The Bernese Mountain Dog, originally from the Swiss Alps, was brought to the United States in the 1920’s. Since coming to America, they have become a loved and favored dog breed among households across the nation. Unfortunately, one of the biggest downfalls of owning a Bernese Mountain Dog is that they tend to have quite a short lifespan.
The Bernese Mountain Dog lifespan usually ranges from 6 to 8 years.
In this blog, we will address:
- Why the Bernese Mountain Dog life expectancy tends to be short
- How breeders are working to lengthen this breed’s lifespan
- Factors, like diet, that contribute to the health and longevity of this breed
Why do Bernese Mountain Dogs Have a Short Lifespan?
There are a variety of reasons this breed has a shorter lifespan than others. First, dogs that are bred to reach a larger size typically have a shorter lifespan. As shared by the American Kennel Club, a large dog is considered a dog that reaches 50 lbs or more at full grown.
The Bernese Mountain Dog at full size is typically:
- 80 – 120 lbs for males
- 75 – 100 lbs for females
With pedigree dogs such as the Bernese, the large, quickly-grown breeds can have more issues related to their bones and mobility.
However, the main reason for this breed’s shorter lifespan is that they are prone to cancer.
What Factors Determine the Lifespan of a Bernese Mountain Dog?
Yes, a lot of factors are related to years lived by Bernese Mountain dogs. Some of these factors include nutrition, environment and hereditary factors, which are often related to breeding and genetics.
Nearly 50% of Bernese Mountain Dogs pass away from canine cancer. This is a much higher percentage than dogs as a whole; it is typically closer to a 27% average of all dogs that pass from cancer.
Cancer is often due to hereditary causes, as are other medical issues like:
- Hereditary eye diseases, which are common to larger breeds of dogs
- Hip dysplasia
- Cruciate ligament rupture
It is important to know that issues like this can start younger in a Bernese Mountain Dog, such as the onset of arthritis at even 4 years of age.
How Breeders are Working to Lengthen Lifespan
Many breeders are evaluating ways to increase the life of the average purebred Bernese Mountain Dog. A key way that they do this is through reducing the number of dogs bred with a predisposition toward cancer.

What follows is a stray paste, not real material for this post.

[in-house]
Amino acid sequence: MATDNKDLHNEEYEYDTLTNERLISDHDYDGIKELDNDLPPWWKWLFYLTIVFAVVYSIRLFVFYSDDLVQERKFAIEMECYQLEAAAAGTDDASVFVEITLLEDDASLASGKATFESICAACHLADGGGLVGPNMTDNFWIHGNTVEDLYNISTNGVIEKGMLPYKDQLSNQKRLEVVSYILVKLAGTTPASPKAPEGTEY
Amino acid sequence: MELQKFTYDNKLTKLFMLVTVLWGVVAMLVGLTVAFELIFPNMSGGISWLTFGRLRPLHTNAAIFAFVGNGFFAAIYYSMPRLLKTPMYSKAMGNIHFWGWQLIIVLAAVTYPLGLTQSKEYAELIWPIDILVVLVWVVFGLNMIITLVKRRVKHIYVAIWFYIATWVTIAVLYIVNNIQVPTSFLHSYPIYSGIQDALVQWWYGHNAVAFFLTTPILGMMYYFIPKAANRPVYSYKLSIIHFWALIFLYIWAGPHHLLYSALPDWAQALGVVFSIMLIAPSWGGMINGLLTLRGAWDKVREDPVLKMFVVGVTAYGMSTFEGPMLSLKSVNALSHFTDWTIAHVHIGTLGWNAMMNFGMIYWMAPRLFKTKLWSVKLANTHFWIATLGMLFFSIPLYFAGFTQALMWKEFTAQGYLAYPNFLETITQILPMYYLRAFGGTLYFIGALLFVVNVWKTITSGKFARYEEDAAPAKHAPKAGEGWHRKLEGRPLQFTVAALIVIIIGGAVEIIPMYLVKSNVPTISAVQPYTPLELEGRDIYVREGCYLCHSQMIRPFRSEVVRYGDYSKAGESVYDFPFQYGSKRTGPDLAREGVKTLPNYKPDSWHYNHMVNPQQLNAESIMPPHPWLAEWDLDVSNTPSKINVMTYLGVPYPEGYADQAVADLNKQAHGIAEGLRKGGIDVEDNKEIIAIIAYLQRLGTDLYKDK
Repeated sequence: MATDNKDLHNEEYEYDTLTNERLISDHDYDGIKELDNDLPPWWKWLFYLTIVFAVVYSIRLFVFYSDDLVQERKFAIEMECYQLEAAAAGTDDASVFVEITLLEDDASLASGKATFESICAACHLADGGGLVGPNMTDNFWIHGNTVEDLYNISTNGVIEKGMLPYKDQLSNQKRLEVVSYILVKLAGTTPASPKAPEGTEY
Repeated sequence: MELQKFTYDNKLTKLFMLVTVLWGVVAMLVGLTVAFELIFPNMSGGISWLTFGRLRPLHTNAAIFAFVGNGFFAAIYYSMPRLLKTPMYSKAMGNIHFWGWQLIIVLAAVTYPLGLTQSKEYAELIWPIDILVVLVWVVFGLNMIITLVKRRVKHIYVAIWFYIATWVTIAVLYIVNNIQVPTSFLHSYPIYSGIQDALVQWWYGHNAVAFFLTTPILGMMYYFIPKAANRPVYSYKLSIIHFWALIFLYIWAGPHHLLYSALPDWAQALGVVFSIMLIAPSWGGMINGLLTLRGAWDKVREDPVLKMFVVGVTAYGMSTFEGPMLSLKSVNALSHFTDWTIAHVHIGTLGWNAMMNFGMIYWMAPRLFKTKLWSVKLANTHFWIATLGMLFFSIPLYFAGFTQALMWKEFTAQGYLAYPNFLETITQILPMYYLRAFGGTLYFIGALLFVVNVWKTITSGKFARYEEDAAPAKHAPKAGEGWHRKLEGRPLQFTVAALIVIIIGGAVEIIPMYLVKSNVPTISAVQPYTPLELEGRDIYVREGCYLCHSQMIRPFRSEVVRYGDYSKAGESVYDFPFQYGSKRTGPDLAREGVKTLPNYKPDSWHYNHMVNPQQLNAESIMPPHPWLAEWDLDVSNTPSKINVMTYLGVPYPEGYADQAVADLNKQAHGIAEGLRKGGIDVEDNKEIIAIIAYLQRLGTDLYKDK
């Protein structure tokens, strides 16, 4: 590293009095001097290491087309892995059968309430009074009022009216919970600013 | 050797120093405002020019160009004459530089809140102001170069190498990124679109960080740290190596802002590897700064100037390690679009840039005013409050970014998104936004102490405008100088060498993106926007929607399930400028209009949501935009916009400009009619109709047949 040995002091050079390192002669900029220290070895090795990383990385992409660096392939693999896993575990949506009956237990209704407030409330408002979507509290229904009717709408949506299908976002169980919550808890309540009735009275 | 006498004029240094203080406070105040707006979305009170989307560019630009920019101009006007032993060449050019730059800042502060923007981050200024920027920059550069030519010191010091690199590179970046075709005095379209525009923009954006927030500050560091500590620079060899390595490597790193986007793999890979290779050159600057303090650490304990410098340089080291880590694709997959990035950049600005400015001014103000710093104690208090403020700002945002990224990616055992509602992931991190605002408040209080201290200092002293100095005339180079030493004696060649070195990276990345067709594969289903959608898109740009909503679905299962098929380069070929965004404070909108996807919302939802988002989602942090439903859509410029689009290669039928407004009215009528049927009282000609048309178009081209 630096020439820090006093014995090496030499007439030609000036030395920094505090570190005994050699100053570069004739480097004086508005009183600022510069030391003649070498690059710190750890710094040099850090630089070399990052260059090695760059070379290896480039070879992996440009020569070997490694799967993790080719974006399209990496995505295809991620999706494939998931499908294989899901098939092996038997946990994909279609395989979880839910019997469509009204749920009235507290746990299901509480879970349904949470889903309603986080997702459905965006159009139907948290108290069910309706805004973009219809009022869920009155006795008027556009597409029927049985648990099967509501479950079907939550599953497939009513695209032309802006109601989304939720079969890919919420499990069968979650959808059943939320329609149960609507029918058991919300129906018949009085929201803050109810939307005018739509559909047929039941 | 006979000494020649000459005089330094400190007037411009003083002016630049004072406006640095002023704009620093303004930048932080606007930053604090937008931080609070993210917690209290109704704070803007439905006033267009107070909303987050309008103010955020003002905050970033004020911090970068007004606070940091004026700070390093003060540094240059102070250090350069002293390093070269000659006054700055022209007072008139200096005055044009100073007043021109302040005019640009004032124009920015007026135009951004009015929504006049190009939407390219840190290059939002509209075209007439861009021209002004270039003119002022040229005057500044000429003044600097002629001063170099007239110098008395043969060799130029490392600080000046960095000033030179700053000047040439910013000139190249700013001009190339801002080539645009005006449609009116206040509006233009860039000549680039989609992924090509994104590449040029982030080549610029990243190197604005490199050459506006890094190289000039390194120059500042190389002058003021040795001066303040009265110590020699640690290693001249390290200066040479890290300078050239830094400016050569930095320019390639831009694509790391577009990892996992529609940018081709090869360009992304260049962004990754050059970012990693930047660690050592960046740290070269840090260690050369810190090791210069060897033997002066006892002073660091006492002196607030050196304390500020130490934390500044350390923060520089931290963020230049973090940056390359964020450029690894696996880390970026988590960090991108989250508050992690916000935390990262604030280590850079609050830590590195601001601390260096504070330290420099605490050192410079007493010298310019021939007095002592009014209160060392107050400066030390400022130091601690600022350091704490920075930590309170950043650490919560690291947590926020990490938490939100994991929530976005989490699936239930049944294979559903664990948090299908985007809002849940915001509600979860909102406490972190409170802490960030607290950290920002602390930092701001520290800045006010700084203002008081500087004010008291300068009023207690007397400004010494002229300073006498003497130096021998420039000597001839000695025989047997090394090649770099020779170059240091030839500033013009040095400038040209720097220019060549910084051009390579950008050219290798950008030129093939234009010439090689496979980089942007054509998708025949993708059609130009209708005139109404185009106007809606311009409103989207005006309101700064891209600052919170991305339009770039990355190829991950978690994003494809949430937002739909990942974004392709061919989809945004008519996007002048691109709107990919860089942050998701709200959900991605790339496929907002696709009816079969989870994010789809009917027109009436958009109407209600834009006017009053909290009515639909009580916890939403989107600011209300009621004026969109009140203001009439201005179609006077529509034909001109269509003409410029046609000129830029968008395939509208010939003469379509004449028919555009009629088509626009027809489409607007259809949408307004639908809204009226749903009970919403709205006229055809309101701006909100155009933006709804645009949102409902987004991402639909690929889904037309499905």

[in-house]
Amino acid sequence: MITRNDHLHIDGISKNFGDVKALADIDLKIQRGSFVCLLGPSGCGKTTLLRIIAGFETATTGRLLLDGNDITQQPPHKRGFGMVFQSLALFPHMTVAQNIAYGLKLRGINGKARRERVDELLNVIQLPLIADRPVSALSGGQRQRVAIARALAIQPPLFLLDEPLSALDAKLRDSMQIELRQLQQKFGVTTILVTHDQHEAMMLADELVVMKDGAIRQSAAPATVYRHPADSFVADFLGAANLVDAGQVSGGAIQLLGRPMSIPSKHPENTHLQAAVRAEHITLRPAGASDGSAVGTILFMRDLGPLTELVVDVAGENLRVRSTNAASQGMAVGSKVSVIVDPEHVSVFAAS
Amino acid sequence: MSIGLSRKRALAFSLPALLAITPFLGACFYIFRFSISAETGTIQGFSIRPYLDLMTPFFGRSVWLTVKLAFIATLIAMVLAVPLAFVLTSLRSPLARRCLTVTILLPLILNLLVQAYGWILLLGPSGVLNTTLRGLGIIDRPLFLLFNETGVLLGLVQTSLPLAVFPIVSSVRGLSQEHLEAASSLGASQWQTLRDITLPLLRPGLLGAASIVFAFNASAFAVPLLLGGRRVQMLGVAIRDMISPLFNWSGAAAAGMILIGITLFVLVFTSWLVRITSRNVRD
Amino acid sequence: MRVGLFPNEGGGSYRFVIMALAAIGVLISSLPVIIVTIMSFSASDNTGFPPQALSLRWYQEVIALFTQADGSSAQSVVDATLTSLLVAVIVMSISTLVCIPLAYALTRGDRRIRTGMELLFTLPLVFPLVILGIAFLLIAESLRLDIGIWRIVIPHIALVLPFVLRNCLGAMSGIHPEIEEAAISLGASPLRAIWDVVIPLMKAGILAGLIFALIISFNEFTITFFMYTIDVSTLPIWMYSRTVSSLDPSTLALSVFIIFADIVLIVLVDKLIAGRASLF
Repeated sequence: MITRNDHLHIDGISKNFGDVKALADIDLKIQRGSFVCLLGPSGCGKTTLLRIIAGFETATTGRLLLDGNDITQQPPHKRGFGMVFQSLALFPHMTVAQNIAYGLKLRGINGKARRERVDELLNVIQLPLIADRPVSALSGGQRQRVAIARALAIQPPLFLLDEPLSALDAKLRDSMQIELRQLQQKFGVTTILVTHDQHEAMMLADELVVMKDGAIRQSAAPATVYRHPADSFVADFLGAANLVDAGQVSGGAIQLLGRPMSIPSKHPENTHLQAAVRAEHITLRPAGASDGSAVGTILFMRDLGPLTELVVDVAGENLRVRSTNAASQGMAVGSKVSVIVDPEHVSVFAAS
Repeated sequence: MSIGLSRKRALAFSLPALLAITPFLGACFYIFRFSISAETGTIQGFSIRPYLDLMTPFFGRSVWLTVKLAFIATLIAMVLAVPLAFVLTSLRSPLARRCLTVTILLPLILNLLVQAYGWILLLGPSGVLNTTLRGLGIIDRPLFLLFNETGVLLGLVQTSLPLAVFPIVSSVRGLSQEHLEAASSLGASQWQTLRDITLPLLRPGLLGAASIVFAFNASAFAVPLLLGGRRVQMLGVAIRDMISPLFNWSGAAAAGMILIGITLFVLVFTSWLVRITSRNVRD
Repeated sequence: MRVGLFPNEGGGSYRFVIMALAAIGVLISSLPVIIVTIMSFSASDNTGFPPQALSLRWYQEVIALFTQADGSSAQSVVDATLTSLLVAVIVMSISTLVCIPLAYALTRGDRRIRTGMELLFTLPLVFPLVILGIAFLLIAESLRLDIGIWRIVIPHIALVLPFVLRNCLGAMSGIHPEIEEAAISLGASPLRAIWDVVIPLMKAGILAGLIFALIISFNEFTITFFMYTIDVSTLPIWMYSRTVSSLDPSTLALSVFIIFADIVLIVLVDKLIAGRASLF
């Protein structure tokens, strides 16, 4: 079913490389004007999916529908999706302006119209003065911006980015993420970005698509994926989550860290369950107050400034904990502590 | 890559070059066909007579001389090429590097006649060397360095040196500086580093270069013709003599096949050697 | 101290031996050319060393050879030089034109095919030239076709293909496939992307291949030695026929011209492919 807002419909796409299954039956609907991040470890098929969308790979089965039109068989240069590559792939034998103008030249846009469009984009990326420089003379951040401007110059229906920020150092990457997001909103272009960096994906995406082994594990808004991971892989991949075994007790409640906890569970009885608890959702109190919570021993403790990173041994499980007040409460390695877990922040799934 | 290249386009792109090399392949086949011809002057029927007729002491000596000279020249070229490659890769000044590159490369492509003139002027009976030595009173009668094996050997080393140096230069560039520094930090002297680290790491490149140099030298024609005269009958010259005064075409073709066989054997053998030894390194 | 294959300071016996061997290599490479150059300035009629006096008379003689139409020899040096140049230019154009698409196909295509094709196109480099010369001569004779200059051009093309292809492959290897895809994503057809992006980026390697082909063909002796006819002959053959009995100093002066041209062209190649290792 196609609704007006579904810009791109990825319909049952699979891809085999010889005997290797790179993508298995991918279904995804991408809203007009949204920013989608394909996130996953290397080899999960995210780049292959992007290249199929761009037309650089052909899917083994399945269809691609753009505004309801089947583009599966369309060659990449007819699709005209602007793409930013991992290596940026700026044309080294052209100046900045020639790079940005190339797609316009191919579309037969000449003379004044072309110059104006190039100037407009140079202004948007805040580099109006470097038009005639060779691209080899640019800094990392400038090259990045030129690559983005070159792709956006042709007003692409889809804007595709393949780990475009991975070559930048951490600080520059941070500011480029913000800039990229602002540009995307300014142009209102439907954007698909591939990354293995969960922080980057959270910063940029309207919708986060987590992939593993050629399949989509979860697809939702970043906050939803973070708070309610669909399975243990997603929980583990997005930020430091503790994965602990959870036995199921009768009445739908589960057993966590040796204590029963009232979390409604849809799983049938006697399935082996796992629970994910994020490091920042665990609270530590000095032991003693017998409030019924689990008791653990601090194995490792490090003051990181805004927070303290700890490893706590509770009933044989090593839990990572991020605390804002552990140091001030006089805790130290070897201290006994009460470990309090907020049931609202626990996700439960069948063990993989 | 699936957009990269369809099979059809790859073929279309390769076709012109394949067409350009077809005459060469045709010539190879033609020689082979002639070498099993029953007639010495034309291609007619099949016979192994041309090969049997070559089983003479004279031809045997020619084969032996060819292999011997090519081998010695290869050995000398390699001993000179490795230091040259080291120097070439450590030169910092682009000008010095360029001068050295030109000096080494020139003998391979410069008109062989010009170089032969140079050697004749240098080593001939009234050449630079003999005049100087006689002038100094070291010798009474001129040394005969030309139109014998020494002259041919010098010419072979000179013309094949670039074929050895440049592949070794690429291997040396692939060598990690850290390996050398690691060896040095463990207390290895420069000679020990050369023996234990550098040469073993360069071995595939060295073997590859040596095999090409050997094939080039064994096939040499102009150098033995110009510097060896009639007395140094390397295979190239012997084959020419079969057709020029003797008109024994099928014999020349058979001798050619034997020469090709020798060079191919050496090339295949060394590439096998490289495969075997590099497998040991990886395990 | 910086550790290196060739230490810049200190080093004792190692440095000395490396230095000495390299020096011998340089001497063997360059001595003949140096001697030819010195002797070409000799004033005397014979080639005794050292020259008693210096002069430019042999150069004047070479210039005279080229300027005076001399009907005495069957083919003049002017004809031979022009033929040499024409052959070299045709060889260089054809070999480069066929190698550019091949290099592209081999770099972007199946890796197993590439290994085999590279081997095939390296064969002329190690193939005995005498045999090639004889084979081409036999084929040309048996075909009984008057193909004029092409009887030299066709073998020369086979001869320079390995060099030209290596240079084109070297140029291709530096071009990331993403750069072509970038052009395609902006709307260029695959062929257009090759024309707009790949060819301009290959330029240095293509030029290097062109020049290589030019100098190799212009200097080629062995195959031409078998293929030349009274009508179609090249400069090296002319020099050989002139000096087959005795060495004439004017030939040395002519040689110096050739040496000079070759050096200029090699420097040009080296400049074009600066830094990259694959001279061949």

In Dog Years, How do You Calculate a Dog’s Age?
Yes, this breed has a shorter lifespan, but let’s define what that means in dog years.
It is often been said and thought that one human year is seven dog years. This conveys a dog’s “age” is greater compared to a human’s per year, however, the comparison is not quite right.
According to the American Kennel Club, the first year of life equals about 15 years.
After year 1, they have become a teenager.
Then, the AKC approximates that large dogs’ age in human years corresponds to canine years like this:
- 2 years = 24 dog years
- 3 years = 28 dog years
- 4 years = 32 dog years
- 5 years = 36 dog years
- 6 years = 45 dog years
- 7 years = 50 dog years
- 8 years = 55 dog years
- 9 years = 61 dog years
The path is similar up until much older years:
- 15 years = 93 dog years
- 16 years = 120 dog years
This may translate a bit different for Bernese Mountain Dogs, which have a particularly short lifespan, but hopefully, this gives you a better idea for the aging process of your dog.
Interesting fact: In a study ran in 2004, the oldest found Bernese Mountain dog was just over 15 years old.
Do PureBreds Live Longer or Shorter vs. Mutts?
There is a variety of data and debate on whether mutts or purebreds live longer.
What much evidence does seem to point towards is that there are different types of conditions and diseases that purebreds may be more prone to compared to mutts.
(And yes, Bernese Mountain Dogs are typically purebred.)
Purebreds are known to suffer from certain health issues:
Such issues may potentially lead to a shortened lifespan for the Bernese Mountain Dog.
Can Diet Help Extend the Bernese Mountain Dog Lifespan?
Indeed, diet can influence the length, as well as the quality of your dog’s life and environment. It is important to consult with your trusted vet about what food will be best for his diet.